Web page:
Report Updates Portrait Of LEP Students
A new federal report documents what some experts on limited-English-proficient students have suspected: Such students are underrepresented in special education.
Historically, some school districts mistook some students' lack of English skills for a disability and wrongly assigned them to special education classes. Now, experts contend, some districts have become too reluctant to assign English-language learners to special education. Districts may fear being unfair, or may have policies that delay the testing of such students for possible disabilities.
"The pendulum has swung the other way," said Delia Pompa, the executive director of the Washington-based National Association for Bilingual Education. "There's almost a fear in school districts of not identifying them appropriately, so then they don't do anything for them."
The report, "Descriptive Study of Services to LEP Students and LEP Students With Disabilities," was written by Development Associates Inc., of Arlington, Va., and commissioned by the U.S. Department of Education's office of English- language acquisition.
A summary of the study's findings was released on the Web site of the National Clearinghouse for English Language Acquisition. The full 484-page report, which was sent to Education Week, is expected to be posted on the same site this month.
|Read the accompanying table, "Survey Results."||
Martha L. Thurlow, the director of the National Center on Educational Outcomes, which is located at the University of Minnesota and provided consultants to the research project, said that the study is the first to provide information about English-language learners with disabilities based on a nationally representative sample of schools. The study's sample included 1,315 districts and 3,424 schools that each serve at least one English- language learner.
It's important that the nation now has a research-based estimate on how many English-language learners with disabilities have been identified in schools, according to Ms. Thurlow. The study puts the number at 357,325.
Also, she said, the study provides groundbreaking information in showing that while 13.5 percent of all students receive special education, only 9.2 percent of English-language learners do.
Data that her center collected in its own research on English-language learners with disabilities from a smattering of states had previously showed low number of such students in special education. "It is good to have actual data," Ms. Thurlow said.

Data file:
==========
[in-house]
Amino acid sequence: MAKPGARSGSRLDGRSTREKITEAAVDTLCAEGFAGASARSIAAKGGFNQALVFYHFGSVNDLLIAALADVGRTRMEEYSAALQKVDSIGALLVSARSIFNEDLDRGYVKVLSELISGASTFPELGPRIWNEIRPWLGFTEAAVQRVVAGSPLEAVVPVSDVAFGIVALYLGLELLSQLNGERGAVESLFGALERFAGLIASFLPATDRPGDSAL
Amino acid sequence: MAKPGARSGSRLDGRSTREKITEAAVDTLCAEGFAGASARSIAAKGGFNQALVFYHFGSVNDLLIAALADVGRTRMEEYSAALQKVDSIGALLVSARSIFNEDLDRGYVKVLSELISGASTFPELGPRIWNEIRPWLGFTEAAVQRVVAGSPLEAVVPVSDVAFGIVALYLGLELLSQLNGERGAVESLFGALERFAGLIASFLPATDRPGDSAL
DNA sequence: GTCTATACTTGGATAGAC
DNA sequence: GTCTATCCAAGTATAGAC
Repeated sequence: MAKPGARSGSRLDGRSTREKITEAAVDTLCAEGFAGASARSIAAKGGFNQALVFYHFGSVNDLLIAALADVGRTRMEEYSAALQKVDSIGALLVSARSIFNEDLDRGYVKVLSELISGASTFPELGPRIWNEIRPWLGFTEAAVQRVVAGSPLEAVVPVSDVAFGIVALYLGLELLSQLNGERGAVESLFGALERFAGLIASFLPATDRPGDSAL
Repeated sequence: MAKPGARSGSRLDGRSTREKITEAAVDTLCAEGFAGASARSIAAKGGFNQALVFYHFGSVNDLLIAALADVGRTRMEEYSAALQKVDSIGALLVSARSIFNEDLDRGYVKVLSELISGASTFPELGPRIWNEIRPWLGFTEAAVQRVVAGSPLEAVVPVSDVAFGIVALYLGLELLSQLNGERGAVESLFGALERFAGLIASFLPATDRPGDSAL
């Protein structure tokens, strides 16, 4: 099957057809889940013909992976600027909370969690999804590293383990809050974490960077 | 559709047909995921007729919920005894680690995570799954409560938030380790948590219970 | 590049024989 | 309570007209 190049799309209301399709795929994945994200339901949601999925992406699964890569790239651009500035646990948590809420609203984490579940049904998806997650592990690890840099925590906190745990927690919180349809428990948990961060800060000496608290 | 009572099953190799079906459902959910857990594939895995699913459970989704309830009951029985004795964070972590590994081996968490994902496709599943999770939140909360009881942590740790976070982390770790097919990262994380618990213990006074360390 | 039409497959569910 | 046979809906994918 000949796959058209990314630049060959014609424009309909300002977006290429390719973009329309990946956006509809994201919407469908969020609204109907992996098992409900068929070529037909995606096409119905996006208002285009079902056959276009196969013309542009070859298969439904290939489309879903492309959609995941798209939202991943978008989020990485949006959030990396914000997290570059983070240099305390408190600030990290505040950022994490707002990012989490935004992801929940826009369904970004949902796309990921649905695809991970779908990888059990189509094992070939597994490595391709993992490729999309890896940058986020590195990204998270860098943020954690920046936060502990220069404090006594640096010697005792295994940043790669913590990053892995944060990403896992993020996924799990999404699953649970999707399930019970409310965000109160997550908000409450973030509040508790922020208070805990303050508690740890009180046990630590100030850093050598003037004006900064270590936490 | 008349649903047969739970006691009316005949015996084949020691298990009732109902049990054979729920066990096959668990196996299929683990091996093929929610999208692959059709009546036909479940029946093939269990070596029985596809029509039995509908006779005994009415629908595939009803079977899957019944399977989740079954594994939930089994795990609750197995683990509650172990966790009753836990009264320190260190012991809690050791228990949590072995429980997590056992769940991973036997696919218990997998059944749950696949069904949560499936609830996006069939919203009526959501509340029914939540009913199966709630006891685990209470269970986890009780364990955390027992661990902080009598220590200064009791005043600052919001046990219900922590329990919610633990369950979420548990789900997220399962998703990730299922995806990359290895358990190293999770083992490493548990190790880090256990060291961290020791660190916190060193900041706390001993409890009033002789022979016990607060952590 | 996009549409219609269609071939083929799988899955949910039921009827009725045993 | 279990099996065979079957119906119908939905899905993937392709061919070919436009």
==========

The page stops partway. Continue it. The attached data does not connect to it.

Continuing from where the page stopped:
Lack of Training
Leonard M. Baca, a professor of bilingual special education at the University of Colorado at Boulder, said that the study drove home for him the nation's need for teachers who are trained to meet both language and special education needs.
"This is an issue that is going to continue to face the school system. We're unprepared," Mr. Baca said. A professor in one of the nation's few master's programs in bilingual special education, Mr. Baca noted that only Illinois provides a state endorsement for teachers in both bilingual and special education.
The study found that six out of 10 special education teachers who teach at least three students with limited English proficiency had received training related to English-language learners in the past five years.
Mr. Baca observed that the number of English-language learners with disabilities has increased along with the number of English-language learners.
The federal study showed that from 1992 to 2002, the number of students studying English as a new language in U.S. schools increased by 72 percent, while the number of teachers who had at least one such student more than tripled. Nearly 43 percent of all teachers in public schools now teach at least one student with limited proficiency in English, while only 15 percent did in 1992, according to the study.
The study also shows that English-language learners are more likely to receive instruction completely in English than they were a decade ago. In 2002, 59 percent of the nation's 4 million English-language learners received all of their instruction in English, while in 1992, only 37 percent of such students did so.
The shift was caused only in part by the passage of state ballot measures in California and Arizona that curtailed bilingual education, according to Russell W. Rumberger, the director of the Linguistic Minority Research Institute at the University of California, Santa Barbara.
He said that the focus in the federal No Child Left Behind Act on research-based reading programs, which are usually English-based, and states' emphasis on preparing students for standardized tests in English have contributed to the change in instruction for English-language learners.
Vol. 23, Issue 18, Page 3